Many couples separate permanently but remain married and do not obtain a divorce. The legal issues if one of them dies without a Will can become very complex. Wills and Estates lawyer Amanda Smith discusses this often overlooked subject.
We previously dealt with the impact of marriage upon existing Wills and how it revokes them unless the Will is made in contemplation of marriage. However, the situation in reverse is something that happens quite often. There are many couples who separate and for various reasons do not obtain a divorce nor do they file property settlement orders with the Family Court. This does not present too many problems while both of them are alive but if one of them dies unexpectedly and does not have a Will in place, the laws of intestacy apply to that person’s estate. Although the intestacy laws differ slightly from state to state, a surviving married spouse will normally inherit the lion’s share of the estate of their deceased husband or wife. This will be the case notwithstanding the fact that the couple may have been separated for many years and have no intention of leaving each other their assets!
Not only does the surviving spouse inherit most of the estate (they inherit all of the estate if there are no children involved), they are also deemed to be the person with the highest priority to apply for Letters of Administration in relation to the estate. This means that they can apply to the court to be appointed to administer the estate, once again, notwithstanding the fact that they may well have been separated from the deceased for a substantial period of time and have had very little to do with his or her lives for many years. Although the succession laws in the states provide rights to surviving de facto spouses and children to bring claims against the estate of the deceased person, these proceedings can be expensive and quite stressful to the family involved.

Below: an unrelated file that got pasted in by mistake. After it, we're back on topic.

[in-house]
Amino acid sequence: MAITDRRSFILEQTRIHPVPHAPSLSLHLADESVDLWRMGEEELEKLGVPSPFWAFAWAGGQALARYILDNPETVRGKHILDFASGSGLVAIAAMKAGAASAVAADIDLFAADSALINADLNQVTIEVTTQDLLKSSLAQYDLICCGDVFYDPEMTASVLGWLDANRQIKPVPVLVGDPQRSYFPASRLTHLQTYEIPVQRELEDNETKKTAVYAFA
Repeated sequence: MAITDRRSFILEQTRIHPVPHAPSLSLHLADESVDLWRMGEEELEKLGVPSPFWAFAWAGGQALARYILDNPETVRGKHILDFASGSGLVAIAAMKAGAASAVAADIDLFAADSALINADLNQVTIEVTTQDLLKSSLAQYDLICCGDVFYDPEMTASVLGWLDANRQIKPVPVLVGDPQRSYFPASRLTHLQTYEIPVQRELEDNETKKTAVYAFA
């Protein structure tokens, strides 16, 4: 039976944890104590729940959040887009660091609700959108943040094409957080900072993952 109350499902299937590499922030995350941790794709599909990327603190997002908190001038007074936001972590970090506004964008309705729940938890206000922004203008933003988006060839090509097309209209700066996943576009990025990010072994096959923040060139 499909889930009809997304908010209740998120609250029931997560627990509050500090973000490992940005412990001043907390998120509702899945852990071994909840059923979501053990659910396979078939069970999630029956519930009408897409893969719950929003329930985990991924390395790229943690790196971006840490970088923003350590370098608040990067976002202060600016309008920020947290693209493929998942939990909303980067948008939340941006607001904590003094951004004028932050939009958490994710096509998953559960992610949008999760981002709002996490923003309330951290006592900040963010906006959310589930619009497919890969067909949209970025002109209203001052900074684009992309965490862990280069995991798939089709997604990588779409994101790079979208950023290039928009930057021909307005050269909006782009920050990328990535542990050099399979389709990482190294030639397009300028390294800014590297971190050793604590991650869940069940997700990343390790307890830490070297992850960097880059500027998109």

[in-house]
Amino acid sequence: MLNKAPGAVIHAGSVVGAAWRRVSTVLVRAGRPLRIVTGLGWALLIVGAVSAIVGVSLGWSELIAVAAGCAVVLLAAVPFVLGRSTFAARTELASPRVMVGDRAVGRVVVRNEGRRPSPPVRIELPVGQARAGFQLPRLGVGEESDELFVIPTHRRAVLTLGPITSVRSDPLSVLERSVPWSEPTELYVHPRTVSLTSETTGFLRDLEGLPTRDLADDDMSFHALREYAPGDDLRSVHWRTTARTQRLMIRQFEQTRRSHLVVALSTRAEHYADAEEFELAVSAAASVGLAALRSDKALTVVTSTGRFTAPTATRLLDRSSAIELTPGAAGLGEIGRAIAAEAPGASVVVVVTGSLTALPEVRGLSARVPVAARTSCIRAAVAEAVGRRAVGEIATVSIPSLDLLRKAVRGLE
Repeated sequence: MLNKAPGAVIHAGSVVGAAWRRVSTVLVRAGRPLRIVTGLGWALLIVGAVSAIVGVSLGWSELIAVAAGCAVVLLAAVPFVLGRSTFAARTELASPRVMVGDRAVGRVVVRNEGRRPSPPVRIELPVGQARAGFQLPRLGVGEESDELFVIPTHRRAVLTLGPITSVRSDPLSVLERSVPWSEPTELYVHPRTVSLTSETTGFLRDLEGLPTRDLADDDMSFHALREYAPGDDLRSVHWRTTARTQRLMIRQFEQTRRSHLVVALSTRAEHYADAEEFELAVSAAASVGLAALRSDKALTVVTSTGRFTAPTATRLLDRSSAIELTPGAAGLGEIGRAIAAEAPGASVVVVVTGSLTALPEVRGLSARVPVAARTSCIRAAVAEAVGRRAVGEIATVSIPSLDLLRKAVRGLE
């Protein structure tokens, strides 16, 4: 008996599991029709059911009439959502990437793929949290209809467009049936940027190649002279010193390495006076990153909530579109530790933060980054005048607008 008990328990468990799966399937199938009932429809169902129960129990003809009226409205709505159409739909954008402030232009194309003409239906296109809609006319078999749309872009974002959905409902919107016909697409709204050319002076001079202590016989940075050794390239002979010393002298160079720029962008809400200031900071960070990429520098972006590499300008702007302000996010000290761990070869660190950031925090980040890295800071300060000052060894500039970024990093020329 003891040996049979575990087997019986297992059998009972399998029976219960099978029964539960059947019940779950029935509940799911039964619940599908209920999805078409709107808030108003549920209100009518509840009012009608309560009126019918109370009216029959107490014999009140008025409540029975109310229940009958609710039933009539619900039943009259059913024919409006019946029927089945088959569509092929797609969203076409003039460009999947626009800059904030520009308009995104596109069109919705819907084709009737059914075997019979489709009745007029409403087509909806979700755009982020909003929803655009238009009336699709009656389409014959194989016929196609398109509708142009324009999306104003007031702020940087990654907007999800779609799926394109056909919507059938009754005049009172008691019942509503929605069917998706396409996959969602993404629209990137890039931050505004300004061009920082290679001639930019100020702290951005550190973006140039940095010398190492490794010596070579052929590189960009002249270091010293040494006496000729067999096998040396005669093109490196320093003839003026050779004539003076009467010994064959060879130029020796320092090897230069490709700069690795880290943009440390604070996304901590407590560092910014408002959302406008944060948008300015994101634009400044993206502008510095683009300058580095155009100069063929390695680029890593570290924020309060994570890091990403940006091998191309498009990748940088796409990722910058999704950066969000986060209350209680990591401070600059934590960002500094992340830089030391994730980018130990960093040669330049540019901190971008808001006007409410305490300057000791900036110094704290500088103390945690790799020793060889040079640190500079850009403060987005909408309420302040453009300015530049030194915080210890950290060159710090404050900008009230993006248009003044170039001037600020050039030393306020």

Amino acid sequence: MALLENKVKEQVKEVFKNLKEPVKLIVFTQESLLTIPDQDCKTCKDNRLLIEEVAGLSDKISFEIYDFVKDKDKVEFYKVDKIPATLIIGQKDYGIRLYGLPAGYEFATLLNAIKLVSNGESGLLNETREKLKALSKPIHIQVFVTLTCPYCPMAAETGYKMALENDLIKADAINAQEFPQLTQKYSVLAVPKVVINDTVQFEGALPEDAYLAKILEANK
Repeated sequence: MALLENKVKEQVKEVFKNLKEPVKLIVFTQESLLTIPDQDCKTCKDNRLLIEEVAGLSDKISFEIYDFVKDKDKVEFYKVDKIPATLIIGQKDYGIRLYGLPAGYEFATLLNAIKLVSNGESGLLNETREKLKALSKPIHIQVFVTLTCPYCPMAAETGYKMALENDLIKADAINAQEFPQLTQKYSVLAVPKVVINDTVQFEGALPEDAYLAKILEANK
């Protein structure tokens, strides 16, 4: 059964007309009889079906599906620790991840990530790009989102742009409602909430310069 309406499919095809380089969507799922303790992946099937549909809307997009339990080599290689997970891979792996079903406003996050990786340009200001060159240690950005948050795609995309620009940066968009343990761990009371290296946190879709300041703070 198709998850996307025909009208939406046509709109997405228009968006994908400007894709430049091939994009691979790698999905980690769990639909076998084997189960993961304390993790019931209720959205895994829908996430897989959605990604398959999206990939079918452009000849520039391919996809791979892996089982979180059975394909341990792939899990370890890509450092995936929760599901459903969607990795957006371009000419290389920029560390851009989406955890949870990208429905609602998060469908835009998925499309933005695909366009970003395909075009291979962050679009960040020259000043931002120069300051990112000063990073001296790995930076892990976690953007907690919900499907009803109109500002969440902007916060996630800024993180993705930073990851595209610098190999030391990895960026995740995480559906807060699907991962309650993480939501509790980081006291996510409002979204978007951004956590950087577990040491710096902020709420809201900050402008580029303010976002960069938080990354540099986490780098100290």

The impact in Queensland can be particularly harsh as under the intestacy laws in Queensland a de facto spouse must live continuously with the deceased for a minimum period of 2 years prior to their death in order to qualify as a de facto spouse (S.5AA Succession Act QLD). If they are just short of this 2 year period, they cannot bring a claim against the estate and the surviving spouse of the deceased will inherit the bulk of the assets.
The easiest way to ensure that your affairs do not end up being hijacked by the laws of intestacy is to make sure that you have an up to date Will which makes proper provision for your assets to go to the family members or beneficiaries that you wish them to. This is particularly so if you maintain the marriage and do not obtain a divorce. It is a relatively simple thing to do to rectify the situation but we find that there are many of our clients who find themselves in this position. If you are separated at any time, you should immediately review your Will and Enduring Power of Attorney.
If you require advice in relation to having your Will done for you, please contact our please contact our Wills and Estates Department Manager, Donna Tolley on direct line 07 5506 8241, email email@example.com or free call 1800 621 071 to book your free 30 minutes estate planning review appointment with one of our dedicated Estate Planning lawyers.
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